Study objective: To evaluate the long-term stability of improvements in exercise capacity and quality of life (QOL) after lung volume reduction surgery (LVRS).
Design: Case-series analysis.
Setting: University hospital.
Patients: Twenty-six patients with severe airflow obstruction (mean FEV1 of 0.67±0.18 L) and moderate to severe hyperinflation (mean total lung capacity of 7.30±1.90 L).
Intervention and measurements: All patients underwent bilateral LVRS via median sternotomy. Serial measurement of lung function, symptom-limited cardiopulmonary exercise tests, 6-min walk distances (6MWD), and sickness impact profile (SIP) scores were done before, and at 3, 6, 12, and 18 months after surgery.
Results: FEV1 (0.93±0.29 vs 0.68±0.19 L, p<0.001) increased while residual volume (3.47±1.2 vs 4.77±1.5 L, p<0.001) decreased significantly at 3 months post-LVRS compared to baseline, and these changes were maintained at 12 to 18 months follow-up. Similarly, the increase in 6MWD at 3 months post-LVRS (340±84 vs 251±114 m, p<0.001) was sustained at all follow-up times. On cardiopulmonary exercise testing, total exercise time (9.0±1.8 vs 6.1±1.9 min, p<0.001), oxygen uptake at peak exercise (VO2 peak) (14.9±4 vs 11.9±3 mL/kg/min, p<0.001), maximum oxygen pulse (7.43±2.37 vs 5.85±1.96 mL/beat, p<0.005), and maximum minute ventilation (VEmax) (30.3±10 vs 23.5±7.1 L/min, p<0.001) increased significantly at 3 months post-LVRS. On serial study following LVRS, total exercise time remained significantly greater at 6 (8.5±1.38 min) and 12 months (8.71±2.0 min) post-LVRS compared to baseline (5.81±1.9 min, p<0.05). VO2 peak tended to be higher at all follow-up periods (3 months, 16.1±4.3; 6 months, 14.5±2.6; 12 months, 14.1±3.5 mL/kg) compared to baseline (12.6±3.9 mL/kg, p=0.08). Similarly, maximum O2 pulse tended to be higher in all follow-up studies (3 months, 8.45±2.7; 6 months, 7.6±1.7; 12 months, 7.42±2.1 mL/beat) compared to baseline (6.39±2.5 mL/beat, p=0.06). Higher VEmax continued to be observed at 6 (30±10 L/min) and 12 months (28±10 L/min) post-LVRS, compared to baseline (23±7 L/min, p=0.02). VEmax post-LVRS was significantly higher at 3 and 6 months compared to baseline on post-hoc analysis (p<0.05). Overall SIP scores were lower at 3 months (7 vs 18, p<0.0002) post-LVRS and were sustained in long-term follow-up.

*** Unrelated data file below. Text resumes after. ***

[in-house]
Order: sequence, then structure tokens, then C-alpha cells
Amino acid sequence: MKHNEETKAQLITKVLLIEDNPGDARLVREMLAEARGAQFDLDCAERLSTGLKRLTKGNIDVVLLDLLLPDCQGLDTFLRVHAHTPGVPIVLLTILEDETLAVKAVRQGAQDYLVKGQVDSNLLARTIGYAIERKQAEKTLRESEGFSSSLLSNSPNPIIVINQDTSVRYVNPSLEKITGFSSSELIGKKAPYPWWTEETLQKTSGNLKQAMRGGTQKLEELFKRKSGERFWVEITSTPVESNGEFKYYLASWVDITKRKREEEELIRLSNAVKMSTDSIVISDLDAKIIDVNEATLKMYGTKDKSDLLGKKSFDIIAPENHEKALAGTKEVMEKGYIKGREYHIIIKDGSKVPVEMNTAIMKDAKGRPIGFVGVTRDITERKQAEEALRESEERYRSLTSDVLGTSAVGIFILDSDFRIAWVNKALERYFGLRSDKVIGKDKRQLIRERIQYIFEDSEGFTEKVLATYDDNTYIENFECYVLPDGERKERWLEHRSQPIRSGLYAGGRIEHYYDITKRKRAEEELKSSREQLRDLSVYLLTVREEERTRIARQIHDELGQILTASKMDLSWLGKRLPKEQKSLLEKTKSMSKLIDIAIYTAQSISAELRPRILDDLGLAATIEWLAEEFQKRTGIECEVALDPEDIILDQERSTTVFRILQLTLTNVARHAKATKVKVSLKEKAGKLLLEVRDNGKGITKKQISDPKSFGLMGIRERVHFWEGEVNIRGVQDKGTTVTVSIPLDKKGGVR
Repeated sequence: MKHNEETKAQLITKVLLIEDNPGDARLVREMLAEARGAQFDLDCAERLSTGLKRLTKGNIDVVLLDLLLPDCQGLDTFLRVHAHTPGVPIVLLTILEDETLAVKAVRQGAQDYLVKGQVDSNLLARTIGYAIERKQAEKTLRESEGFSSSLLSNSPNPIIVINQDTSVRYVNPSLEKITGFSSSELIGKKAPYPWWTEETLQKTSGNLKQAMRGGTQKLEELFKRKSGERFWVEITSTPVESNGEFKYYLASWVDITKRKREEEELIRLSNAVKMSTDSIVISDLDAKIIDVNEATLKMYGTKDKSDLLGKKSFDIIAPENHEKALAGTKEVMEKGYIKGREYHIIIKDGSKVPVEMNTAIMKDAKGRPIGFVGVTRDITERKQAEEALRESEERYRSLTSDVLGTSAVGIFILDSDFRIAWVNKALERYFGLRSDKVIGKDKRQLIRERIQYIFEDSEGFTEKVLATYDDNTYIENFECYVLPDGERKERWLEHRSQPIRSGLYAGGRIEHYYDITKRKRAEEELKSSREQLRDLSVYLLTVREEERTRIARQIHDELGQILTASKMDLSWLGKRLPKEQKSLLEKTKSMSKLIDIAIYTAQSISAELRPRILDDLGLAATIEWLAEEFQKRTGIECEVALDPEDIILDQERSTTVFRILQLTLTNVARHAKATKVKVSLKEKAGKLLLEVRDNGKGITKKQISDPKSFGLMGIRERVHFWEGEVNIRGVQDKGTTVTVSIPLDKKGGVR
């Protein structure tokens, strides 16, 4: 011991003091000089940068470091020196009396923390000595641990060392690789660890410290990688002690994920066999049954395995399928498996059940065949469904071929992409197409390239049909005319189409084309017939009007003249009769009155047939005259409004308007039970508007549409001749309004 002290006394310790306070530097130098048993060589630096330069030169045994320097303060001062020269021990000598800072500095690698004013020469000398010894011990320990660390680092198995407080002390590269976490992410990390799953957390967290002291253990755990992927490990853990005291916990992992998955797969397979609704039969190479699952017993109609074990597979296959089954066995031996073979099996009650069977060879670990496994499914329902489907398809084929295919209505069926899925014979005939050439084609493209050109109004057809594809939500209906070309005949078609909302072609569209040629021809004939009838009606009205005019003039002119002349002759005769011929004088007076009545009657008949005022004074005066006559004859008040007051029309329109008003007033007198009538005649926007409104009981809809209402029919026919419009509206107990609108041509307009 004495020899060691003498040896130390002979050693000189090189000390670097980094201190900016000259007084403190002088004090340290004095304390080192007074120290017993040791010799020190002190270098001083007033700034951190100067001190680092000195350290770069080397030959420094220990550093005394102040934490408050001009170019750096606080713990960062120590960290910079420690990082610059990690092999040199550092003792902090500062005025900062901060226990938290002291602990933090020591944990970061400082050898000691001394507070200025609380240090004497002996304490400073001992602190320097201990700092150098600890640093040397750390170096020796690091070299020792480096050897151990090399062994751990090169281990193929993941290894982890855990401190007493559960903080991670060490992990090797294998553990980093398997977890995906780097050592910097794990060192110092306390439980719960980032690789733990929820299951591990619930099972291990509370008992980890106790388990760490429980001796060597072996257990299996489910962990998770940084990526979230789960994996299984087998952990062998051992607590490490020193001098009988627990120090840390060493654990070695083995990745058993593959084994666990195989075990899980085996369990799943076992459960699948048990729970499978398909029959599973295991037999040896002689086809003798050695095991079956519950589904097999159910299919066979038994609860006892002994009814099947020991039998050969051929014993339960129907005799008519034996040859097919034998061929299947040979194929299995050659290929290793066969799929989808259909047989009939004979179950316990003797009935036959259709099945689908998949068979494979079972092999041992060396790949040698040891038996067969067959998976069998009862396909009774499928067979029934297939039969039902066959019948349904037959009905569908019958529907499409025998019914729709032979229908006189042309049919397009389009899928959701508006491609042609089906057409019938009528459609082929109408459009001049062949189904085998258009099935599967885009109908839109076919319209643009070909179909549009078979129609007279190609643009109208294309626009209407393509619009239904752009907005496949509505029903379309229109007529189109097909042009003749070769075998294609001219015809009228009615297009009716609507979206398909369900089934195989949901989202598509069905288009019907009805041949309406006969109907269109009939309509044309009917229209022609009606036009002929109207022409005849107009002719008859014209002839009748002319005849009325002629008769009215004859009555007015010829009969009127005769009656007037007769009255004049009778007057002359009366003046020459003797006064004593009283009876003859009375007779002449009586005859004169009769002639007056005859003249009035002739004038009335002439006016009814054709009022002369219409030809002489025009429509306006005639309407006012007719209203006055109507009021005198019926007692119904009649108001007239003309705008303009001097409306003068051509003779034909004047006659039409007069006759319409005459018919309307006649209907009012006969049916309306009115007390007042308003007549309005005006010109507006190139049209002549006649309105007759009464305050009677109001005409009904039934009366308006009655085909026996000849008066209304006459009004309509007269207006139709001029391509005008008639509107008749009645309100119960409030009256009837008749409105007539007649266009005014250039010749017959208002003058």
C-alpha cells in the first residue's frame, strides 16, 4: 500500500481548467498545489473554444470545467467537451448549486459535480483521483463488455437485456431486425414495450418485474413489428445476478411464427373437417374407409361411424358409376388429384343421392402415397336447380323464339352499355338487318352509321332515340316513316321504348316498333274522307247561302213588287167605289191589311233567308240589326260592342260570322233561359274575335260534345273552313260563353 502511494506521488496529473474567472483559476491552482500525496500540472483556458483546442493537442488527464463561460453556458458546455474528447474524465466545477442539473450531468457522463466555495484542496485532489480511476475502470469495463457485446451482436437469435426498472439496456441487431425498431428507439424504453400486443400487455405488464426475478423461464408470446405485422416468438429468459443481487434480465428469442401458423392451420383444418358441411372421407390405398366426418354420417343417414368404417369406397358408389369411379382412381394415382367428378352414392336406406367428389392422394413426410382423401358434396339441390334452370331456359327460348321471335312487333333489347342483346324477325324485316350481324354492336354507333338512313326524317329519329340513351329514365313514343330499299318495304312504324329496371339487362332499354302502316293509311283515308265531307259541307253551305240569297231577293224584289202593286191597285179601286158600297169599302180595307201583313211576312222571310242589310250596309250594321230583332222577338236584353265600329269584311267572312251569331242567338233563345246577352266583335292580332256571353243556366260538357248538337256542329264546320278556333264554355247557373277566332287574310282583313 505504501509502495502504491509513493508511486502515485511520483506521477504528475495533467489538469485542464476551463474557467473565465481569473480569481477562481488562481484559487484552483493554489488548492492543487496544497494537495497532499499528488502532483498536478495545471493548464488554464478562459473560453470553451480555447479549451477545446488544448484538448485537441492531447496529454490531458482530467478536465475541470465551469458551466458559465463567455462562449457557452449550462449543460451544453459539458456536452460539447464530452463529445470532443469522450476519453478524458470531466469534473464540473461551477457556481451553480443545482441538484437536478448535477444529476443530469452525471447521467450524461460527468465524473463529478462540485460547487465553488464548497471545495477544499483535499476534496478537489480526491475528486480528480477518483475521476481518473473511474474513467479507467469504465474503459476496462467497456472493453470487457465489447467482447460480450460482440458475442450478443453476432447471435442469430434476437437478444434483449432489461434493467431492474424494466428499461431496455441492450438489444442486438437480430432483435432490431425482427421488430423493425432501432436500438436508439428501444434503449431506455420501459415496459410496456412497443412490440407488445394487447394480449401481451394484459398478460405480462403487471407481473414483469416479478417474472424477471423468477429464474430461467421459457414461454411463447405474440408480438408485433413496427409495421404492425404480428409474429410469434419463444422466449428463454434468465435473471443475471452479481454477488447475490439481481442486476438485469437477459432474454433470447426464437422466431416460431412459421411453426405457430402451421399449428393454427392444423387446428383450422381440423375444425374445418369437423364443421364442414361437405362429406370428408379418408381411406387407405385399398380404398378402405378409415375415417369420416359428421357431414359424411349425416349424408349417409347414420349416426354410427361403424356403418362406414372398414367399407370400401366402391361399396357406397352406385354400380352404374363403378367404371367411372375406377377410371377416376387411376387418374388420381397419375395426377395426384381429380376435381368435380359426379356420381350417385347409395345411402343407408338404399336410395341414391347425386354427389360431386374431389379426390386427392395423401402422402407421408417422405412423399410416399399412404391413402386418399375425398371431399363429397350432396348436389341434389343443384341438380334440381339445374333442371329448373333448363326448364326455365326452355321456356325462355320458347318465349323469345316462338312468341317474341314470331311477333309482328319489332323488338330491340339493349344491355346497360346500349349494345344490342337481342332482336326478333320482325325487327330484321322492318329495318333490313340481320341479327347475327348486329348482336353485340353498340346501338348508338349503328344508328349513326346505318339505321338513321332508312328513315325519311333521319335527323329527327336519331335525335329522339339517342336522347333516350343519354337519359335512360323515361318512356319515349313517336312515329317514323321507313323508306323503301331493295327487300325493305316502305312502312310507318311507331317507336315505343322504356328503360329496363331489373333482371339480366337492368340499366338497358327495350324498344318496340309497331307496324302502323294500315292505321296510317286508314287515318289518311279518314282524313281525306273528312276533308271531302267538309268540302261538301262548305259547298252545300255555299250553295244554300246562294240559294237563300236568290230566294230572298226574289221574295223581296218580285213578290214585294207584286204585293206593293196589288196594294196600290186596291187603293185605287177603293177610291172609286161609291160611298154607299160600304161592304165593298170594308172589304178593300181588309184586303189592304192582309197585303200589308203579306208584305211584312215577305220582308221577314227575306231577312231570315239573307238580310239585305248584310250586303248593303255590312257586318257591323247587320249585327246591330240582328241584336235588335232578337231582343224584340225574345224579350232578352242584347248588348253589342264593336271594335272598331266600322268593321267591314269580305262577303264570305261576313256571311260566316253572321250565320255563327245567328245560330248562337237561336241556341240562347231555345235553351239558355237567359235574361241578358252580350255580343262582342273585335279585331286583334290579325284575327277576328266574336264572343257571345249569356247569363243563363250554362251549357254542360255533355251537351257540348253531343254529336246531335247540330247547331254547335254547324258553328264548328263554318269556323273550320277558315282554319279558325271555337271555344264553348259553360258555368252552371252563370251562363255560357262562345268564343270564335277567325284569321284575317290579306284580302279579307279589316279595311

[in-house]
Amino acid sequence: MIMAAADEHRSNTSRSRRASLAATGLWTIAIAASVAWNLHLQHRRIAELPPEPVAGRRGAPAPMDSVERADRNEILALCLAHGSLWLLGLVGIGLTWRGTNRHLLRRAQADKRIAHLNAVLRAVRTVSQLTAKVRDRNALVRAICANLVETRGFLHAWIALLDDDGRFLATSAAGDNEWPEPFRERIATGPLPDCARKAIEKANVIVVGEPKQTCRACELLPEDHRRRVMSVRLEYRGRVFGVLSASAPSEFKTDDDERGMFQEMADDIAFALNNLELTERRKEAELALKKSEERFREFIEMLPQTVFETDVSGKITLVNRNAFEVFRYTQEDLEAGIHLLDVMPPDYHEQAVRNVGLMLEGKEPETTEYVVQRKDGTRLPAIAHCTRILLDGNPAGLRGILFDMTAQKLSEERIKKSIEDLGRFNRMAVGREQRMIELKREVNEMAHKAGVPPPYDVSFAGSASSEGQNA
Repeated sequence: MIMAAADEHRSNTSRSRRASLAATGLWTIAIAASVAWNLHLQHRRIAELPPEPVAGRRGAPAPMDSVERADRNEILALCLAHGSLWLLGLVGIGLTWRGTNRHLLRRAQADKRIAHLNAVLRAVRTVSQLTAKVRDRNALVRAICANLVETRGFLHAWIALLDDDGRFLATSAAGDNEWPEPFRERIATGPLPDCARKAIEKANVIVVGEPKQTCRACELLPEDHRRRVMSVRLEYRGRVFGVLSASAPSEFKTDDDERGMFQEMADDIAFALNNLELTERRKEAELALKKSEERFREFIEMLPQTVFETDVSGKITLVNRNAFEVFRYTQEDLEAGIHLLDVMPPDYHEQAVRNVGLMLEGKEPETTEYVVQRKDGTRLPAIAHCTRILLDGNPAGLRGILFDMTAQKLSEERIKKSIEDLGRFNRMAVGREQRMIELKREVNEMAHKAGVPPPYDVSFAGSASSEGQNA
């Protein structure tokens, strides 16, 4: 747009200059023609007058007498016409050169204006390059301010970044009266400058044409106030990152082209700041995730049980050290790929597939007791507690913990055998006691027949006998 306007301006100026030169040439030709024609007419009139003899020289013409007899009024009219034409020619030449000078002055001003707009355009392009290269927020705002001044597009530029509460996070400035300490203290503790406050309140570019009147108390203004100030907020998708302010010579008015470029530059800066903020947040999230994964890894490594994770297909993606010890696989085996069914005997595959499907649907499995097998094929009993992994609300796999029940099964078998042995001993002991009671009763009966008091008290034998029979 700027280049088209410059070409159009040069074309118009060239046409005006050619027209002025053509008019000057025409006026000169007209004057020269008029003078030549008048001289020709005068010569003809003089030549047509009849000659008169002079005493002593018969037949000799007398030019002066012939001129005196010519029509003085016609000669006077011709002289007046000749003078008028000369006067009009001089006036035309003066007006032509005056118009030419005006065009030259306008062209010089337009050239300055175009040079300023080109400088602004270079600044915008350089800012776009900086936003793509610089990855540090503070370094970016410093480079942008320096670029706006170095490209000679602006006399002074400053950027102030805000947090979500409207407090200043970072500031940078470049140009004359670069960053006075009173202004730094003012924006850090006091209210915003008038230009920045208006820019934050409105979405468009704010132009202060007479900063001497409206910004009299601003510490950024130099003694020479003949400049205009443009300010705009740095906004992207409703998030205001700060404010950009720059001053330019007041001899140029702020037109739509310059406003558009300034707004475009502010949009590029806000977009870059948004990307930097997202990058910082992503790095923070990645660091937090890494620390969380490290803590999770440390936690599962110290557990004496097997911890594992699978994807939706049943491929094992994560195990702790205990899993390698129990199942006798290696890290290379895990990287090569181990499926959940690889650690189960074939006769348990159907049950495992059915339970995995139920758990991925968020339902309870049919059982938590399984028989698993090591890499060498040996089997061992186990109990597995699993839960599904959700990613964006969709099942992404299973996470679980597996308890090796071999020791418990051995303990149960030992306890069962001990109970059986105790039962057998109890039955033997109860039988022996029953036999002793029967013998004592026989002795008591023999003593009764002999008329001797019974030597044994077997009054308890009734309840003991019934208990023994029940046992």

Conclusion: We conclude that bilateral LVRS via median sternotomy in selected patients with severe, diffuse emphysema improves exercise performance and QOL at 3 months following LVRS and these improvements are maintained for at least 12 to 18 months in follow-up.